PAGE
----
Cape Town - American acrobats Nik Wallenda, 40, and his sister, Lijana Wallenda, 42, successfully crossed a 396m long tightrope suspended 25 stories above New York City’s Times Square on Sunday.
The siblings started the act on either-end of the rope that spanned from 1 Times Square to 2 Times Square and walked toward each other. Nik walked downhill, which is easier, and Lijana walked uphill. Then right in the centre of the rope in front of the Viacom building Lijana sat down and Nik climbed over her and changed places. They both then continued to walk to the ends of the rope.
The event, titled Highwire Live in Times Square with Nik Wallenda, was televised live on ABC.
LIJANA'S NEARLY FATAL FALL
In 2017 Nik and Lijana were part of an eight-person pyramid attempting a similar daring act in in Sarasota, Florida when it all went horribly wrong.
The human pyramid collapsed resulting in five performers, including Lijana, being rushed to hospital. Lijana sustained life-threatening injuries and had to have three plates and 72 screws placed in her face.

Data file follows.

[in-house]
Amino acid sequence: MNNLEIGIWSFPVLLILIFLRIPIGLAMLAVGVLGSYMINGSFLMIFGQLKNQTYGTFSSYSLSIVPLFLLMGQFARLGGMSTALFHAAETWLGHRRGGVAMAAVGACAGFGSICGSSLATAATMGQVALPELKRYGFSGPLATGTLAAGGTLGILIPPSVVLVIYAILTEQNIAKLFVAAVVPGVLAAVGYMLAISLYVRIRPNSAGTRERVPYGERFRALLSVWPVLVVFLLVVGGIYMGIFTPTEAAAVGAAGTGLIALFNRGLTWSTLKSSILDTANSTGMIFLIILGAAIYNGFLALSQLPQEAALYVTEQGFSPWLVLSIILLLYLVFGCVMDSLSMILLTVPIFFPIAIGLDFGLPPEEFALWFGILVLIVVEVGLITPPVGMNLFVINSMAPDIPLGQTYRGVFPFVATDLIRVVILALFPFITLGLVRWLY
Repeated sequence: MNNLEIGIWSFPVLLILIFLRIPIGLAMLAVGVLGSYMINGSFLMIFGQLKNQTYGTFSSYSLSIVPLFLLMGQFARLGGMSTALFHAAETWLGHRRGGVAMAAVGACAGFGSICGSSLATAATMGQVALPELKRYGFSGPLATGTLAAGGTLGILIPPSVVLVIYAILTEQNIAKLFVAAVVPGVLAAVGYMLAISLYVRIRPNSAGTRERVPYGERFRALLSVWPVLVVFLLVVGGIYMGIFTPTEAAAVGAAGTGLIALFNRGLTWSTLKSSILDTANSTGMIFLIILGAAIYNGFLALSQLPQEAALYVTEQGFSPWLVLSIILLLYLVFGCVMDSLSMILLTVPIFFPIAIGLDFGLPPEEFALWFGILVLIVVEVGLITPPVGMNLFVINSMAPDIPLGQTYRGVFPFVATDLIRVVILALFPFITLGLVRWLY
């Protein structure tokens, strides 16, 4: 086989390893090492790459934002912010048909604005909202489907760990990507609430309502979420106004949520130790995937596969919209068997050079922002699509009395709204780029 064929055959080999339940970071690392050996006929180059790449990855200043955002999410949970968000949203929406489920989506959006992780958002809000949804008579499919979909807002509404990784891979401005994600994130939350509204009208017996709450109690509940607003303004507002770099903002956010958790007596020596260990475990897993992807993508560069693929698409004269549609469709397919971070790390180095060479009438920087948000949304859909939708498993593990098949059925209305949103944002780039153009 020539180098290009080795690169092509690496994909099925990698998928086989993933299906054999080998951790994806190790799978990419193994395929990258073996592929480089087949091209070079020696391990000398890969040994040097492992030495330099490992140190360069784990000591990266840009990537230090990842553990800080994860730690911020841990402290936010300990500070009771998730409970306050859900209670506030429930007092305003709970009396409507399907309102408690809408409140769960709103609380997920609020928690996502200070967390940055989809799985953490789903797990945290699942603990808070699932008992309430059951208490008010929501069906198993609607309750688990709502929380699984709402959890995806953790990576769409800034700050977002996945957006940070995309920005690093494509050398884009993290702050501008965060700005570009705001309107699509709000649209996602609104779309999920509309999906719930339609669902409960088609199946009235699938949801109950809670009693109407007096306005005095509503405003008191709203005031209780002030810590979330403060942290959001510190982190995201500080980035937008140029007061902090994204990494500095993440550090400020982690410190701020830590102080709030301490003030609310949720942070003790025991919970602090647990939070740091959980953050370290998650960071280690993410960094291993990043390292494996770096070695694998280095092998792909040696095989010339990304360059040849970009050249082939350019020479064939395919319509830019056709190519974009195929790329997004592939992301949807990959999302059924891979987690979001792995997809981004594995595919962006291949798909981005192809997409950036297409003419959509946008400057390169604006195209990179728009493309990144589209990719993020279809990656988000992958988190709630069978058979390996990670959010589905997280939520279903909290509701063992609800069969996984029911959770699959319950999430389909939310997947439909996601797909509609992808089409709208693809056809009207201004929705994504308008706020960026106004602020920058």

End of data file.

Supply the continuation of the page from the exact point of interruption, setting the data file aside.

Nik managed to grab onto the wire and didn't fall to the ground.
The Wallenda family, who've been acrobats for 200 years and seven generations, have not been strangers to tragedy and have lost several members over the years.
A HISTORY OF TRAGEDY
"We've learned a lot by loss of life. I've lost seven family members doing this," Nik said during an interview with AP.
In 1928 Nik's great-grandfather, Karl, established The Flying Wallendas as a travelling circus and daredevil act. The first tragedy that struck the troupe was a fire that broke out in a circus tent in Hartford, Connecticut in 1944 that killed 168 people. Thankfully none of the Wallendas were hurt.
According to CNN, two members of the troupe died, and one was paralysed whilst attempting a seven-person pyramid in 1962.
The following year, Karl's sister-in-law, Rietta also died after a fall during an Omaha performance.
In 1972 Karl lost his son-in-law, Richard Guzman, when he accidentally touched a live electric wire while holding part of a metal rigging.
Karl, 73, died in 1978 on a high-wire walk between two towers in San Juan, Puerto Rico. In 2011 Nik and his mother, Delilah, completed the same stunt successfully.